Written By: Dan Tudor
Of course, most college swimming and diving coaches don’t naturally love talking about money with their prospects.
And I get it. Discussing partial scholarships that they were hoping would be full scholarships, the cost of your university, and helping them cope with the realization that in most cases, years of paying for club swimming doesn’t mean college is going to be ‘free’. None of those topics are fun, and it’s certainly not one of the reasons you got into college coaching in the first place.
But, it’s the topic many prospects - and nearly all of their parents - want and need answers to, and they will likely look to you to give them that answer. How you are able to answer it may very well dictate whether or not you get the prospect to commit in the end, and also may determine how long you will get to be employed as a college swimming and diving coach.
One of my favorite business and marketing authors is Seth Godin, who talked about an experience he had recently with a salesperson just reading a script to him during a sales call. There are lessons to be learned for every college coach engaged in the process of guiding a prospect to their decision, versus trying to ‘sell’ them on their college swimming opportunity - especially when it comes to the topics of money, and how much a product, service or a college education costs”
I was on the phone hearing a pitch for a service I needed. I had reached out to a recommended vendor, and was now sitting through a pitch from a salesperson who had a script but no listening skills.
I had figured that the service was probably $300 if I shopped around, but I was willing to pay a bit more than that if it would save time.
Finally, the script-reader got to the price.
I paused for a second. “You mean it’s twenty four dollars and ninety-five cents?”
“No,” he said.
“Oh… you meant to say two-thousand-four-hundred-and-ninety-five dollars…”
Why would you write the script to anchor the price at 1% of what it really costs?
Instead of a fruitless hustle, two other stories could have worked better.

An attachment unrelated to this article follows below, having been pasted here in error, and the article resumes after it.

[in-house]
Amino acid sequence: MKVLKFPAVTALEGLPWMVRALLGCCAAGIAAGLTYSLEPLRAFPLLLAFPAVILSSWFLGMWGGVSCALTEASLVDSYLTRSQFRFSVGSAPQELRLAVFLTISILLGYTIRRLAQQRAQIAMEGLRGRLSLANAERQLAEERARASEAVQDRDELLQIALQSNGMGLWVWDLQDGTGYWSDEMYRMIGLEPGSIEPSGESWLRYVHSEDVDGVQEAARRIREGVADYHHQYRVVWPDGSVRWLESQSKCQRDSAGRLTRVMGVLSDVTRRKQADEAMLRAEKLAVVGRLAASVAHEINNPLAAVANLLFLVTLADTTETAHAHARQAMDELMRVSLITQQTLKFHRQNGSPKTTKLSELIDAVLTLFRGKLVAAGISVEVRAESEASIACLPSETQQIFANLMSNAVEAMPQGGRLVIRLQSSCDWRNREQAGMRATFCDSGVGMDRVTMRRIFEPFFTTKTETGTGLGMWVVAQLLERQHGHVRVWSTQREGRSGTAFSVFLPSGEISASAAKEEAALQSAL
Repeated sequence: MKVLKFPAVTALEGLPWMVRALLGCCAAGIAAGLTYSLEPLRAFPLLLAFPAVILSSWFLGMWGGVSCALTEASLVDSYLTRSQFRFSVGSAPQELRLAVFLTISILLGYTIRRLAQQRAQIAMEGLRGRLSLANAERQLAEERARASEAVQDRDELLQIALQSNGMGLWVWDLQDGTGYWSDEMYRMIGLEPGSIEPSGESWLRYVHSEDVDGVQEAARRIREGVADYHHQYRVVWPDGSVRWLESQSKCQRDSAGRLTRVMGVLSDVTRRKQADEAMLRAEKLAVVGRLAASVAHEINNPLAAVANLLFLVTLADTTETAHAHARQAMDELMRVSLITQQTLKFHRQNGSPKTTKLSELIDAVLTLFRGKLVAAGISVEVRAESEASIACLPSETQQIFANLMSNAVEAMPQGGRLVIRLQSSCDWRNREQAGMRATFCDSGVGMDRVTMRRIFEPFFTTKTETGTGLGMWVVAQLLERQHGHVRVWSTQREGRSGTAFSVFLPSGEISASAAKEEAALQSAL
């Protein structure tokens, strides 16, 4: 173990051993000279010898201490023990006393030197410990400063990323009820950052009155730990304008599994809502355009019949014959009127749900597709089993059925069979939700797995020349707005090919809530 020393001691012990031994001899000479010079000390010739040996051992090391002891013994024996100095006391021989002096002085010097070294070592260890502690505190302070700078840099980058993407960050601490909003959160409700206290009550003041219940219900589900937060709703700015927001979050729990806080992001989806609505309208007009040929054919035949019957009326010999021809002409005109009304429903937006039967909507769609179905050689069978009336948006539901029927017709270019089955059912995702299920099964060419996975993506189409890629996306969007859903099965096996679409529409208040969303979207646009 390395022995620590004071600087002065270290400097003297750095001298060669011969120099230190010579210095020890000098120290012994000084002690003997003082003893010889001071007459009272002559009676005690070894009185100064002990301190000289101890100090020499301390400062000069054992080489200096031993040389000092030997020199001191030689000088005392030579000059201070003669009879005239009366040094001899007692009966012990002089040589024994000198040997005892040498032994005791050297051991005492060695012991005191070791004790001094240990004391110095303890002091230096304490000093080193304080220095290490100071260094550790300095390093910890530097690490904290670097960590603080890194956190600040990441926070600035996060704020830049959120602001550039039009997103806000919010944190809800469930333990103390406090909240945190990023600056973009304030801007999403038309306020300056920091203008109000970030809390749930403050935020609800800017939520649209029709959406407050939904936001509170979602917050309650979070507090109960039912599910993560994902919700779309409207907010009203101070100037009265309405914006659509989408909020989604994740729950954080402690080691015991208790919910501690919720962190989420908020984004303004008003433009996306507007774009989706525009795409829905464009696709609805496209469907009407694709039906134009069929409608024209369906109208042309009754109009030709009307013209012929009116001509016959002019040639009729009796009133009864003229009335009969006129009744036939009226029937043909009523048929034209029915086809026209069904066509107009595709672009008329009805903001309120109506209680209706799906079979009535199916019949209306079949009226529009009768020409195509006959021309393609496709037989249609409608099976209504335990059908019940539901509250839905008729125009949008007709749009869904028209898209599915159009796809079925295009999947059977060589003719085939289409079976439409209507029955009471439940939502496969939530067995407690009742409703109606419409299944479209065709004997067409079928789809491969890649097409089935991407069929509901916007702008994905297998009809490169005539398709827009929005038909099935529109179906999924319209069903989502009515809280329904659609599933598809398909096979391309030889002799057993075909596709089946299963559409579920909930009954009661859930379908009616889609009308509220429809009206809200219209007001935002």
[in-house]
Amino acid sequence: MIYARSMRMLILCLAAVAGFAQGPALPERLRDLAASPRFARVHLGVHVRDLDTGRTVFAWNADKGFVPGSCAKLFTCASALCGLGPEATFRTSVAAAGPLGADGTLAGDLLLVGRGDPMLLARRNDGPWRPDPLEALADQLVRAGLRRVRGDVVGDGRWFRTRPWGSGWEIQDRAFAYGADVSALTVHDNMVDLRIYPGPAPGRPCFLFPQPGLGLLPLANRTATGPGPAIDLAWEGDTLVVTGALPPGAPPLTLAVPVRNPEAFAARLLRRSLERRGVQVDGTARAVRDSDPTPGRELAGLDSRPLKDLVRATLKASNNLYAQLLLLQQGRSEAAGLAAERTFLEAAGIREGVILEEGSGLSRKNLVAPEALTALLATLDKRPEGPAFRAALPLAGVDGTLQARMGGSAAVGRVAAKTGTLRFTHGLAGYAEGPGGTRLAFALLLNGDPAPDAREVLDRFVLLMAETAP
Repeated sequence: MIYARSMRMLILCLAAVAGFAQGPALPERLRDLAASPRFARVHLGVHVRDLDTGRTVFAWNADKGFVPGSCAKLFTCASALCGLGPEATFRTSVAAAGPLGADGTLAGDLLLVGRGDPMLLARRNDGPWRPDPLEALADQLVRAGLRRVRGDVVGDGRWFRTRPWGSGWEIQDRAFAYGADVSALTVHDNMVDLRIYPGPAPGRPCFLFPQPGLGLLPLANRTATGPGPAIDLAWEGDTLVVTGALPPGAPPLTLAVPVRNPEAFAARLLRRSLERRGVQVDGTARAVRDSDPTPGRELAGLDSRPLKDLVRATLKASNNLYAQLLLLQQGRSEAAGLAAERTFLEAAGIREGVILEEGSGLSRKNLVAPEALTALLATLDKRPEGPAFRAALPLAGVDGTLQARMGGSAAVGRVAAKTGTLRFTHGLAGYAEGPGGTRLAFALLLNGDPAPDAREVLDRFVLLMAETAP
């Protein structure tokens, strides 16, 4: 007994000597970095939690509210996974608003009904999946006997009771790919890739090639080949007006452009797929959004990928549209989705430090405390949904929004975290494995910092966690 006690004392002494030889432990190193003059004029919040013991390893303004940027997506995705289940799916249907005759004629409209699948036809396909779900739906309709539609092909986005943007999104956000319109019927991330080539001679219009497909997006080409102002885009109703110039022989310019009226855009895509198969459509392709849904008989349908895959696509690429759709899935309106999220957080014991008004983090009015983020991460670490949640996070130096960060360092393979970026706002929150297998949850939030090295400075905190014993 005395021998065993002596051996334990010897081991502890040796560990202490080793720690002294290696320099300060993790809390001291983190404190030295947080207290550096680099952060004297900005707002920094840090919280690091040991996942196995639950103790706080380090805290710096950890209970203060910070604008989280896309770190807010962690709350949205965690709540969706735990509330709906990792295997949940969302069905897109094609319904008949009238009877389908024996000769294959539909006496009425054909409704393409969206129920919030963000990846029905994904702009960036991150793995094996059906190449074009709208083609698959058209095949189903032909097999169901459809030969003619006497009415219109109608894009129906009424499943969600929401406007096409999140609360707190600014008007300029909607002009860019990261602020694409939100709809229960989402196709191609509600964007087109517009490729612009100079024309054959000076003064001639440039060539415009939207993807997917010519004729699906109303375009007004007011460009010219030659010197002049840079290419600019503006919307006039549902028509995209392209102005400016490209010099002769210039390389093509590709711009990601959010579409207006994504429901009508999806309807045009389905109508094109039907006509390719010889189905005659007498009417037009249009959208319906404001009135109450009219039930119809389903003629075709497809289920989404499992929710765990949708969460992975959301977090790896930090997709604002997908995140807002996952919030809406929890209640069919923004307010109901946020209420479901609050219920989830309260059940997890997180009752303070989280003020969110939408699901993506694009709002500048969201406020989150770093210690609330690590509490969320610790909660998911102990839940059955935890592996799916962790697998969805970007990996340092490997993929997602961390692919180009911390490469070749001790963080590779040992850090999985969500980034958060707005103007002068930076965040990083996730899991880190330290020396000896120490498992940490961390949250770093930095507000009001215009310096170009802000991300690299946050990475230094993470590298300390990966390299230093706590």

A competent salesperson could have said, “Some of our competitors charge $300 and some charge $5,000. We’re right in the middle and I can tell you why.”
Or perhaps they could have said, “Some people charge as little as $300 for this. Let me tell you why we charge a lot more than that, and why it might be a smart choice for you.”
In both cases, the truth becomes a firm foundation for a story about value and position.
Money is a story we tell ourselves about value, status and position.
The last line of Godin’s story is key: Money is a story…for you, when you’re deciding whether or not to switch vendors you use as a college coach, and for prospects and their parents involved in a complicated decision-making process.
I know there are some coaches who get tired of me emphasizing the incredible importance of crafting a story around what you’re offering a prospect, but this simple, everyday example of how important it is proves my point and offers a valuable lesson to college recruiters. Why? Because much of the buying decision, and what they’re looking for from you as they get close to making a final decision, involves you doing something very similar to what Seth Godin suggests here:
“I can tell you why”. This aspect of giving a swimming or diving prospect the context of what you’re asking them to pay to go to school at your campus and compete for you.